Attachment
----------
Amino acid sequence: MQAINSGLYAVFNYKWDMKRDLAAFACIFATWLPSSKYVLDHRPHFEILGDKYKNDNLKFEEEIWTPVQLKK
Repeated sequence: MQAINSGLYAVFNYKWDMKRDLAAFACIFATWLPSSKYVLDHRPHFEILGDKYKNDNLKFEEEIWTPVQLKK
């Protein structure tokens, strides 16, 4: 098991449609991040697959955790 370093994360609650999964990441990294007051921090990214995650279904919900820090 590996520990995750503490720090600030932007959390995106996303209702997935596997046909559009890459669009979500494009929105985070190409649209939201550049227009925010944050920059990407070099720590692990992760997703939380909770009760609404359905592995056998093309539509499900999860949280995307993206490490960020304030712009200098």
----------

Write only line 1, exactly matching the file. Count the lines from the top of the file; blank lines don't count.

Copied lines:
Amino acid sequence: MQAINSGLYAVFNYKWDMKRDLAAFACIFATWLPSSKYVLDHRPHFEILGDKYKNDNLKFEEEIWTPVQLKK